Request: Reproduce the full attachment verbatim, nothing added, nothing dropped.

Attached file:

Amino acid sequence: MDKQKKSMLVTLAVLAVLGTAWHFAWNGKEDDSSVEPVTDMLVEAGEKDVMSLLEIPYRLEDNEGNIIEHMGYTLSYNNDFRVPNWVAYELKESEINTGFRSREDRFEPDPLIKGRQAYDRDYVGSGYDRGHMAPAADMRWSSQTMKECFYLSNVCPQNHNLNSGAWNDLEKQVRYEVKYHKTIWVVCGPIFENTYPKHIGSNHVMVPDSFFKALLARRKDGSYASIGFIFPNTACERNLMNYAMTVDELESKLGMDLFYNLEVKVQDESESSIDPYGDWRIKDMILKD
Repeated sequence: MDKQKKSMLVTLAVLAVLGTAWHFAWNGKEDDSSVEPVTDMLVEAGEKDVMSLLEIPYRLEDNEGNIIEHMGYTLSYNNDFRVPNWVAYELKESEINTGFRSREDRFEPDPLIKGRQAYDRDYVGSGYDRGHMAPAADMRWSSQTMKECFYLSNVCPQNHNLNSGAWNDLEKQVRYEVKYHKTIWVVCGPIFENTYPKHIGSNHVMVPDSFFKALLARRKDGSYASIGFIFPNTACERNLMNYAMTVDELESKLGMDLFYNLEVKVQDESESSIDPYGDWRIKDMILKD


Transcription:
Amino acid sequence: MDKQKKSMLVTLAVLAVLGTAWHFAWNGKEDDSSVEPVTDMLVEAGEKDVMSLLEIPYRLEDNEGNIIEHMGYTLSYNNDFRVPNWVAYELKESEINTGFRSREDRFEPDPLIKGRQAYDRDYVGSGYDRGHMAPAADMRWSSQTMKECFYLSNVCPQNHNLNSGAWNDLEKQVRYEVKYHKTIWVVCGPIFENTYPKHIGSNHVMVPDSFFKALLARRKDGSYASIGFIFPNTACERNLMNYAMTVDELESKLGMDLFYNLEVKVQDESESSIDPYGDWRIKDMILKD
Repeated sequence: MDKQKKSMLVTLAVLAVLGTAWHFAWNGKEDDSSVEPVTDMLVEAGEKDVMSLLEIPYRLEDNEGNIIEHMGYTLSYNNDFRVPNWVAYELKESEINTGFRSREDRFEPDPLIKGRQAYDRDYVGSGYDRGHMAPAADMRWSSQTMKECFYLSNVCPQNHNLNSGAWNDLEKQVRYEVKYHKTIWVVCGPIFENTYPKHIGSNHVMVPDSFFKALLARRKDGSYASIGFIFPNTACERNLMNYAMTVDELESKLGMDLFYNLEVKVQDESESSIDPYGDWRIKDMILKD